Two questions when considering IP or HDcctv technology is if the quality and quantity of images will be high enough to both stand up in court and support business processes. Courtesy Arecont Vision
Whether 'tis nobler in the mind to suffer the slings and arrows of outrageous ... technology claims. My apologies to William Shakespeare; however, it sets the stage, excuse the pun, for a different perspective on the argument between selecting IP video or HDcctv technology for your campus' video needs.
What is the right migration path? There sure is a lot of marketing noise out there. Will you pass the "red face" test a year after your recommended solution becomes fully implemented?
Technology was much easier when the most difficult decisions were which camera manufacturer, what camera type, lens and how many tapes were needed. Storage came in boxes of 24 VHS tapes - simple. Not today. We have gone from simplicity to very complex in a span of just eight years. Not only do we have to speak a new language, but there are new standards for interoperability with networks. What the heck are those?
Speaking of interoperability and obsolescence, the rhetoric has really been heating up between the IP and HDcctv camps about what the market will be in the future. I will readily cop to the fact I am an early curve technology junkie. Can't help it; it's a "recovering technology application engineer disease."
Therefore, I shall attempt to simplify a contentious and complex subject by viewing video technology from a different perspective; a more rational business perspective. Security will impact your campus' business in positive ways if you do your work thoughtfully.
Evaluate Video's Intended Use
Video quality is, of course, the end game when selecting solutions. It's also the factor that ends up being the most subjective.
Let's address two key questions. First, is there a large enough quantity of high quality video data to complete an investigation that would stand up in court, should it come to that? Secondly, is there enough high quality video available to support business or operational processes?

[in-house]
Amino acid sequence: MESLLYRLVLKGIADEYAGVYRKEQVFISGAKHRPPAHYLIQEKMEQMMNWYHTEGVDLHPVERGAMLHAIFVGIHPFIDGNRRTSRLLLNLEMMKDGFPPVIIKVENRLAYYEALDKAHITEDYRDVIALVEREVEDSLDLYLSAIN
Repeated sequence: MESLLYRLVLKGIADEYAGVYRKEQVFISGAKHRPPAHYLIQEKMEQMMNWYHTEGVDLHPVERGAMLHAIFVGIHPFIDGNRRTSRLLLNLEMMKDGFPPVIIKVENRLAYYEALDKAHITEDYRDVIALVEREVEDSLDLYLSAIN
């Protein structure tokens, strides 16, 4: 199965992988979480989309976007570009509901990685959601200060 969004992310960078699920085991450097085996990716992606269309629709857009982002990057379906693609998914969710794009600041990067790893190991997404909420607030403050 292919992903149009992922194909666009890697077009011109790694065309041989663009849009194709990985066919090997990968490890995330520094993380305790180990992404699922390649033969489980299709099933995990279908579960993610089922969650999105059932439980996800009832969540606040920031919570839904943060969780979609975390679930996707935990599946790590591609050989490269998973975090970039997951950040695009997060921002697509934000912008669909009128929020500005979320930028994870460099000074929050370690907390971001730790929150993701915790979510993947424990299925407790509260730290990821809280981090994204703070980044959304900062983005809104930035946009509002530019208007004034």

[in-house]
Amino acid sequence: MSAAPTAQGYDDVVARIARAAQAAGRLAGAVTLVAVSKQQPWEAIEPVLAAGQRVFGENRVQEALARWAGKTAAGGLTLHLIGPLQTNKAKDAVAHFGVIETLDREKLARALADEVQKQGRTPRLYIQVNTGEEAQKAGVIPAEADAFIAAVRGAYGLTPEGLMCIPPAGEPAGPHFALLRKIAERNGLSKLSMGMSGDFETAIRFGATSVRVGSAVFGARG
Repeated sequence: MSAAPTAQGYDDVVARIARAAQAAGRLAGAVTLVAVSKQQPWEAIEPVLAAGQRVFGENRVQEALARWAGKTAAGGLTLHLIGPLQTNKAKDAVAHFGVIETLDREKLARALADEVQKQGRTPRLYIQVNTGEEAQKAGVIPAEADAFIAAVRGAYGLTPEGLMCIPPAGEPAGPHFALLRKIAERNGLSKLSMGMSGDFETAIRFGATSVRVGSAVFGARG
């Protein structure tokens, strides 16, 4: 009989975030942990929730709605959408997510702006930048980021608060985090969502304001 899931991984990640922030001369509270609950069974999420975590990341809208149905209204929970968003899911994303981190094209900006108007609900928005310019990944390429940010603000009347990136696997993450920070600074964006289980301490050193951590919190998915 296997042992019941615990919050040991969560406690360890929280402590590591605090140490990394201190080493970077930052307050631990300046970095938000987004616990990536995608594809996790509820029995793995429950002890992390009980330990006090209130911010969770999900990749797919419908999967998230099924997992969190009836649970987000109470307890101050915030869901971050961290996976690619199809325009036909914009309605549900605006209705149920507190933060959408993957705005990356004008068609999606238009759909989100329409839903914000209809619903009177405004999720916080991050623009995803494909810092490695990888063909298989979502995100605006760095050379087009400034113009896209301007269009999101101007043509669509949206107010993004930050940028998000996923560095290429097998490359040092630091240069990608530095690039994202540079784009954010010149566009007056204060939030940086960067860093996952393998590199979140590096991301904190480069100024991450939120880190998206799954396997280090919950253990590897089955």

Related Article: The Top 7 Video Surveillance Trends to Watch in 2011
Either an IP or HDcctv technology choice can deliver high quality video images to satisfy the first question. The second question will depend on who wants to use the video and where they will use it. If the images will be viewed from a centralized control room, either solution works. If campus officials need to view the video feeds from many places, IP may have the edge.
So when is good enough good enough? Campuses should consider/compare incremental quality increases vs. additional implementation and operating costs over a three- to five-year timeframe.
Rendering the optimal solution means still more questions need to be addressed. What does the function, size, condition and ownership of your facility look like? These conditions must be considered in designing security video solutions from both a business and technology perspective.
You may want to start with some questions about your facility before you select a product.
7 Factors Campuses Should Consider
- Stay or leave - How long is your institution going to stay in the facility? If it is short-term (three-five years), using existing coaxial infrastructure and HDcctv is an economic and smart business choice. If it is five years or longer, balance IP against HDcctv. Remember to determine how smart your video system to be.